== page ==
May 11, 2010
During the last decade, the per-patient cost of AIDS treatment fell to less than $100 a year in poor countries, and donors stepped up to make the drugs available to some patients there. However, the global recession has sparked a collapse in donor support.
For every 100 people put on antiretroviral drugs, 250 are newly infected with HIV, according to UNAIDS. Three million people are newly infected each year, a figure that outpaces the 2 million AIDS deaths annually; thus, the total number infected swells by 1 million each year.
More lives could be saved by focusing on available cures -- costing $1-$10 -- for diseases that kill infants and children, some donors have decided. In comparison, the lifetime cost of AIDS treatment in Uganda is $11,500 per patient, according to its AIDS Commission.
Uganda is the first country where major clinics supported by the U.S. President's Emergency Plan for AIDS Relief (PEPFAR) are turning away new AIDS patients. A U.S.-run program in Mozambique has been instructed not to open more clinics. Nigeria and Swaziland have experienced drug shortages, while Tanzania and Botswana are paring down treatment slots, according to Doctors Without Borders.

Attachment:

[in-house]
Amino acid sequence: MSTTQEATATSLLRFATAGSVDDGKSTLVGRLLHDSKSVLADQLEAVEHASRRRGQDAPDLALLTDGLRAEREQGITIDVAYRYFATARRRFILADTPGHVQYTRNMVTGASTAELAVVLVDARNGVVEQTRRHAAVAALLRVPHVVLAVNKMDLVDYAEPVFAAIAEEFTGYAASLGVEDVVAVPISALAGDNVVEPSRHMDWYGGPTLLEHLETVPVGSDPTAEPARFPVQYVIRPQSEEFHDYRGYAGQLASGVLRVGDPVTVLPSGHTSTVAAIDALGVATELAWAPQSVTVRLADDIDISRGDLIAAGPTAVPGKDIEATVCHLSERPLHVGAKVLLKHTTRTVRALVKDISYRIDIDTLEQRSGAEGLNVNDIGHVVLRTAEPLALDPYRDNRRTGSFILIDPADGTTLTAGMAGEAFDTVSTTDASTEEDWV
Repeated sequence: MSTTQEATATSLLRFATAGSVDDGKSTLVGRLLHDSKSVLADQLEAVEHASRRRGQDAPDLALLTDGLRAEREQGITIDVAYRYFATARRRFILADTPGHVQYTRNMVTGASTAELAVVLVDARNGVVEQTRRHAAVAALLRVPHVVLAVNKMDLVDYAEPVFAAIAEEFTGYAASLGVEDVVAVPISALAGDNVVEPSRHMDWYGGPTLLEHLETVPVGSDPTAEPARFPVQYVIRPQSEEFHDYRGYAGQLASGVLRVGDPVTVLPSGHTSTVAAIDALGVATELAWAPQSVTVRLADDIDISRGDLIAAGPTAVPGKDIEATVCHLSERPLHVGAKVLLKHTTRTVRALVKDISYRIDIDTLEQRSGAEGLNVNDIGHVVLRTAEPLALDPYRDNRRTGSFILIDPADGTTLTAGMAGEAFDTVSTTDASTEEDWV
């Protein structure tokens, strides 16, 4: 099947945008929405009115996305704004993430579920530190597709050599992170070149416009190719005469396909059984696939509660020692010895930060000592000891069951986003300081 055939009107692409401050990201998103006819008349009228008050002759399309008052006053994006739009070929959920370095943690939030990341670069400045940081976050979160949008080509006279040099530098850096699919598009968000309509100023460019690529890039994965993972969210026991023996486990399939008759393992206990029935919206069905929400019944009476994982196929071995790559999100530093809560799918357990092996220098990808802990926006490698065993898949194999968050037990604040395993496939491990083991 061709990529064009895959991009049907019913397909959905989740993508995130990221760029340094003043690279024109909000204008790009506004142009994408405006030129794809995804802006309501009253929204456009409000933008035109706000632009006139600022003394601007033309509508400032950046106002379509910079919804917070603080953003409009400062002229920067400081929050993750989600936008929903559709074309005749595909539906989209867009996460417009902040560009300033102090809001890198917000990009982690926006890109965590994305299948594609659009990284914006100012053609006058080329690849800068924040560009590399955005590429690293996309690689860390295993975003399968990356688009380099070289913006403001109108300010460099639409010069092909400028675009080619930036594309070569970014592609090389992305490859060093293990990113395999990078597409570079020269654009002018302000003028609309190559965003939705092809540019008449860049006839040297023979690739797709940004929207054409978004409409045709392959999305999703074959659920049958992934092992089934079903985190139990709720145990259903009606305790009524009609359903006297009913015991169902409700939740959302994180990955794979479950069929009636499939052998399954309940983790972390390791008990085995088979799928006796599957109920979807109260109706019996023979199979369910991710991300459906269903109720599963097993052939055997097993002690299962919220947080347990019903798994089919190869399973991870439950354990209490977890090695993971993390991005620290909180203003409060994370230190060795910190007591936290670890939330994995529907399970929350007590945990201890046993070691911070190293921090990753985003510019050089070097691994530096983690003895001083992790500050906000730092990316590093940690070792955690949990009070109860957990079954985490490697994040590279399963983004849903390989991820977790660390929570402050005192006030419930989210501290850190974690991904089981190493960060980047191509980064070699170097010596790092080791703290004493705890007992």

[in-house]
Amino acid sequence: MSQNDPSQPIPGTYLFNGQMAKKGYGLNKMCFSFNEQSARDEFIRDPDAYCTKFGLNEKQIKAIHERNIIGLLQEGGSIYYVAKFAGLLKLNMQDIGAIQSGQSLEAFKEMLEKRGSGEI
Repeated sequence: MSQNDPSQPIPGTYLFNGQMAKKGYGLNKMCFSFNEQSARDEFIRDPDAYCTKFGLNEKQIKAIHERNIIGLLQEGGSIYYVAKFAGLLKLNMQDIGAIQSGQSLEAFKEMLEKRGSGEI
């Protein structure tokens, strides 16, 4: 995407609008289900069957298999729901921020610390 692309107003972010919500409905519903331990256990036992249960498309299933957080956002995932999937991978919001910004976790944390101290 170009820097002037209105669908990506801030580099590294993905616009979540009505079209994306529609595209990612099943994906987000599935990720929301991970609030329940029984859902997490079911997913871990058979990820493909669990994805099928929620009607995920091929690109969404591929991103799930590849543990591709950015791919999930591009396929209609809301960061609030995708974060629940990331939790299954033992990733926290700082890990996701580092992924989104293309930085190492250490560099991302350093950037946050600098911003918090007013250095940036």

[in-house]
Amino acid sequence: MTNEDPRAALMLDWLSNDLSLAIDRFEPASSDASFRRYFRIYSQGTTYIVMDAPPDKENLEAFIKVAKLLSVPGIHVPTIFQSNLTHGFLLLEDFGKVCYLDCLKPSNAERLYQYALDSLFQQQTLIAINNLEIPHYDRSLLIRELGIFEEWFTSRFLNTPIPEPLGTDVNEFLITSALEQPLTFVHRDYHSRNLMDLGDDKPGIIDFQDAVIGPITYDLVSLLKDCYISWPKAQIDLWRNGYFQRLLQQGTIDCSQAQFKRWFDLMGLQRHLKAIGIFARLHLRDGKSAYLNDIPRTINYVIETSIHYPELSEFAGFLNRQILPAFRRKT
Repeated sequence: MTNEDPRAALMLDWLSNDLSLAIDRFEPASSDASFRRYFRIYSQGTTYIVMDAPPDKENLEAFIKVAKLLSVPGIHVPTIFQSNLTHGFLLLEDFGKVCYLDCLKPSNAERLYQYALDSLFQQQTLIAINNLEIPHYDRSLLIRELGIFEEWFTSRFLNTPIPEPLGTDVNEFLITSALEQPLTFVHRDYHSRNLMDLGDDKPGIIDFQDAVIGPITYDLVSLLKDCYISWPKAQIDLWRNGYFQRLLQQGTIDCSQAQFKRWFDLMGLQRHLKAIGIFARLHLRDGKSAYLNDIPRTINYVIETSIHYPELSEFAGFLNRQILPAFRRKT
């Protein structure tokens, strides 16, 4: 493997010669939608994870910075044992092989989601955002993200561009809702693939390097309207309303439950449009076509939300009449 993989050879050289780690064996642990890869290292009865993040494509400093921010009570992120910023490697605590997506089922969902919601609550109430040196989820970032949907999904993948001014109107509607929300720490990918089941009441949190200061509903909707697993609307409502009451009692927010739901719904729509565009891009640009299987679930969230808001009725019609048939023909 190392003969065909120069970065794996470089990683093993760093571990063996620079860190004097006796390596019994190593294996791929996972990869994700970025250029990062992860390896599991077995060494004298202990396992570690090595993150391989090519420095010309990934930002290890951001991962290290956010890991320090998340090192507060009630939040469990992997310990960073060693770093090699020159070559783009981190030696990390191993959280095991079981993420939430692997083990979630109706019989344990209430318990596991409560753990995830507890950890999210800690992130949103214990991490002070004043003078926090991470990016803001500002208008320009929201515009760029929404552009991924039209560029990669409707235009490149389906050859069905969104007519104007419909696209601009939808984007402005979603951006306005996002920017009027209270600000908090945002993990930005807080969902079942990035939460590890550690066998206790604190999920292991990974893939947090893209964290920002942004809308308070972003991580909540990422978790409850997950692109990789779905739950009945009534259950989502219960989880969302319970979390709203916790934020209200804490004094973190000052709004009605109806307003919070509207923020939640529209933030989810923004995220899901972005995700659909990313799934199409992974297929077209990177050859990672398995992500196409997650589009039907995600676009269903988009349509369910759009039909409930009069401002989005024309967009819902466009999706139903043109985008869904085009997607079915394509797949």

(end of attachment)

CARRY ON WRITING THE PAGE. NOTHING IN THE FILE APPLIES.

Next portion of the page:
"The consistent answer I hear is 'We love you, we hear you, we acknowledge the fund's good results, but our budget is tight, our budget is cut, it's the economic crisis,'" said Dr. Michel Kazatchkine, executive director of the Global Fund to Fight AIDS, TB and Malaria.
"Sometimes you wonder if you're doing people favors," said Dr. Natasha Astill, a British AIDS specialist working in a remote region of Uganda. "You start them on drugs, you give them hope, and then you're not sure you can keep it up. We all knew these drugs were for life."
"I'm worried we'll be in a 'Kampala situation' in other countries soon," said Dr. Eric Goosby, U.S. global AIDS coordinator.